When making a decision, what should you do if you have too many choices?
The ‘choice overload’ concept is designed to help individuals improve the way in which they work, to understand themselves better, and to help improve others and understand others better.
How good are you at quitting bad ideas?
According to author Seth Godin, what sets successful people apart from everyone else is their ability to give up.
Winners quit fast, quit often and quit without guilt – until they commit to beating the right dip for the right reasons. You’ll never be number one at anything without picking your shots very carefully.
I wonder how true this is of those working in teaching.
Are teachers good at quitting bad ideas in their day-to-day work?
I suspect in the classroom when trialling ideas, teachers are excellent at discarding bad ideas. The real challenge is how to quit ideas from managers above – ideas we know have little or no impact.
The Dip is a short, entertaining book that helps you do just that. It will forever alter the way you think about success. Having read it, I think this is a useful book for school teachers and leaders to help them use the book as a tool for ‘giving up on bad teaching ideas‘.
Why is it important to limit your options?
We often think that more choice means better choices.
In The Decision Book, it is recommended that we should limit our options. The more choices we take into consideration, the more we believe in our final decision.
This is often the process involved around a school leadership table – let’s brainstorm as many ideas as possible …
The more ideas and choices we have, “the happier we believe we are.
But sometimes the opposite is true: the greater the choice, the higher our expectations.”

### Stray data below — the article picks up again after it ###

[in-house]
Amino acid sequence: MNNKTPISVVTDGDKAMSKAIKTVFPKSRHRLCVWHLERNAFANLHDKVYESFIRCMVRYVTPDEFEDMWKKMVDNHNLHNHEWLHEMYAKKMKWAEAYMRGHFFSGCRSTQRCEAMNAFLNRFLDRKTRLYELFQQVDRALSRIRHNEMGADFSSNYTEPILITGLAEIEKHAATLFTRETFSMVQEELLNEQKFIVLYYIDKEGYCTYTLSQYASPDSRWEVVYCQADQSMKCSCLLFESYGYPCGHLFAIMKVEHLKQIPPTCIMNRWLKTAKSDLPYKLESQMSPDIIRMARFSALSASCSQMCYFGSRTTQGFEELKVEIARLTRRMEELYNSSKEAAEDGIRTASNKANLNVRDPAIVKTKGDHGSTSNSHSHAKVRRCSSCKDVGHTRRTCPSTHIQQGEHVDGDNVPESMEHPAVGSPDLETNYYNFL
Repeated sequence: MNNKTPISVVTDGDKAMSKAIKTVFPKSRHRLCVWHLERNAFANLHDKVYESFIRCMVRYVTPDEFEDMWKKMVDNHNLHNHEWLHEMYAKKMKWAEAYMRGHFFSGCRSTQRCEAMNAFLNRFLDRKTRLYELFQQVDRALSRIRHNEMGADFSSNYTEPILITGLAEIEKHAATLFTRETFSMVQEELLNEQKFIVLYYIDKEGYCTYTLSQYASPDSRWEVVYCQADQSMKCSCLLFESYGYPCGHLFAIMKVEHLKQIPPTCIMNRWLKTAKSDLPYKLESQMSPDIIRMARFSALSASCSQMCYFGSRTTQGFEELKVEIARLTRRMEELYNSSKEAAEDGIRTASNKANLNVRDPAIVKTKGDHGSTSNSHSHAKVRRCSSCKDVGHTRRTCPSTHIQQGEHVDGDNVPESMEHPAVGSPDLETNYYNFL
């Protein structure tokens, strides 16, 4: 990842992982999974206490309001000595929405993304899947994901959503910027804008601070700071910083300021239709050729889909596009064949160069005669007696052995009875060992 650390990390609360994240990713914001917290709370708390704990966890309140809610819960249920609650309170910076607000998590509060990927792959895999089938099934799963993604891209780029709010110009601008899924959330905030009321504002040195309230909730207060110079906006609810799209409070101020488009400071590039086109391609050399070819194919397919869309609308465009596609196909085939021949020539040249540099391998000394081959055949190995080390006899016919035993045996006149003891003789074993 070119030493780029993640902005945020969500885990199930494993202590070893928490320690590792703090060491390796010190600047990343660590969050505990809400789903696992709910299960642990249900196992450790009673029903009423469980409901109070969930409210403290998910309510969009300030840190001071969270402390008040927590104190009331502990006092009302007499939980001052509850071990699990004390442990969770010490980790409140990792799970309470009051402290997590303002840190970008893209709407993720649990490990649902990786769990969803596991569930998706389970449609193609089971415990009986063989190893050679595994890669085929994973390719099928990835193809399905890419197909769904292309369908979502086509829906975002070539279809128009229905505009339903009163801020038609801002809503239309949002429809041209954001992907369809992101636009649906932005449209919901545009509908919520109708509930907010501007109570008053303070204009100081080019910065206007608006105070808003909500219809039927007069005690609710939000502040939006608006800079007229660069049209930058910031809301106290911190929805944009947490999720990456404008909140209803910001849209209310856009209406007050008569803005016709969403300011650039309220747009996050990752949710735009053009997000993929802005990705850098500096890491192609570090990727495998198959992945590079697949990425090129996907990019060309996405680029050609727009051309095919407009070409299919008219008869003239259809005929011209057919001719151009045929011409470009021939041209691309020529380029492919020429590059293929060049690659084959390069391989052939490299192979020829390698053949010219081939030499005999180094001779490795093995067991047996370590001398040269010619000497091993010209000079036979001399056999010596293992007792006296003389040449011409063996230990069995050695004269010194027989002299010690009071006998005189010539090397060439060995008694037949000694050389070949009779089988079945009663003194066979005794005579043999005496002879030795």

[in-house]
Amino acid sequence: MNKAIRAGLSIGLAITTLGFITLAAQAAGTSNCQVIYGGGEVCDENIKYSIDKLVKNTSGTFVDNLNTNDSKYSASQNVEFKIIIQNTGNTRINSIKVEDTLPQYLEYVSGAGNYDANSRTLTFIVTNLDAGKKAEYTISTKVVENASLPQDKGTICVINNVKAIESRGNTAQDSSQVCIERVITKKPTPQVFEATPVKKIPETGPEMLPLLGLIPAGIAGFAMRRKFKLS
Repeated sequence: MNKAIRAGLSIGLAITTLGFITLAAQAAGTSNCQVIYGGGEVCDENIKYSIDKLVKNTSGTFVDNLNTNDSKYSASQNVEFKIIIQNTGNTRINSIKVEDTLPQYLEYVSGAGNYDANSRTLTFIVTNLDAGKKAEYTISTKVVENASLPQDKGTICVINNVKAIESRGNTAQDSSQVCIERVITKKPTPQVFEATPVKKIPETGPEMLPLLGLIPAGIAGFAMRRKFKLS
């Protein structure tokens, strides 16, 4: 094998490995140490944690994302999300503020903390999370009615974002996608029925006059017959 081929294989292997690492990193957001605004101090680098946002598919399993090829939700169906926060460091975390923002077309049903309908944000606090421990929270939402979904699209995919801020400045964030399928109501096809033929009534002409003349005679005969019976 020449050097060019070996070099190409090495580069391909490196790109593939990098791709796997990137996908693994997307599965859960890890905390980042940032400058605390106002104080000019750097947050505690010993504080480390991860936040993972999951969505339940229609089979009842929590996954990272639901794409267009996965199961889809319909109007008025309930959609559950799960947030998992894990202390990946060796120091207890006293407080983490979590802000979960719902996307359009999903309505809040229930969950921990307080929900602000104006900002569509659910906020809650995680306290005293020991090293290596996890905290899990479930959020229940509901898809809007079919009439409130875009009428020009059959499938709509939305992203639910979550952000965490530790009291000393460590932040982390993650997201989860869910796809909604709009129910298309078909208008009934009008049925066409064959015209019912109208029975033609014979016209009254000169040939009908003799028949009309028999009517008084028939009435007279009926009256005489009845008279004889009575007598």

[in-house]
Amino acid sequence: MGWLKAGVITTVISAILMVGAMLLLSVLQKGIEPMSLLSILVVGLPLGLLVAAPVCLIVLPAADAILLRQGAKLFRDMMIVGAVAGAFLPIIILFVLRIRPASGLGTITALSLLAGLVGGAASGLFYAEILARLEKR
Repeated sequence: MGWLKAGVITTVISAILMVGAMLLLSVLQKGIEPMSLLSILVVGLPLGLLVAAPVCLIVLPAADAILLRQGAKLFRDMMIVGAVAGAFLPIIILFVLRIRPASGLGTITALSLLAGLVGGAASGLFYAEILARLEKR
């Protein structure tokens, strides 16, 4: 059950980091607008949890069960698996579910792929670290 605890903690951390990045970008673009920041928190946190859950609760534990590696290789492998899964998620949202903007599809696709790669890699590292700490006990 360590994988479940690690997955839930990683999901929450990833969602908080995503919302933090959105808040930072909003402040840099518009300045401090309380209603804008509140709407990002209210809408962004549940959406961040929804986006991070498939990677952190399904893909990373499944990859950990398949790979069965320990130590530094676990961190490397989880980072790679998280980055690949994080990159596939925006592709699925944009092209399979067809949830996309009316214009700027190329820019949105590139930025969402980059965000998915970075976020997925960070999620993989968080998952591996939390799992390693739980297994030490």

Of course, the problem with too many choices is that we may feel we make the wrong choice.
Too much choice is bad …
In a supermarket, Iyengar offered a variety of jams for shoppers to try: six different varieties on one day, twenty-four varieties on another. With the smaller selection, 40% tried the jams and 30% bought a jar. The biggest selection attracted 60% of shoppers, but only 2% bought a jar of jam.
The conclusion: the choice is alluring but confusing.
The paradox of choice
How do we solve this paradox of choice in our day-to-day lives at work?
In the classroom, I religiously kept my teaching strategies to a core minimum – and this remains my advice for all schools. Curate whole-school concepts in regular professional development sessions, then agree on key teaching and learning strategies that all teachers can practice to support pupils across a school.
Psychology professor Barry Schwarz simply says, reduce your choice, because the more options you juggle with in your mind, the more dissatisfied you will be.
I can recall countless school policies and interventions that were far too detailed and simply, offered teachers and pupils too much choice. Having more is much more difficult … As I always advocate to the teachers I work with, do less not more, just do it more effectively.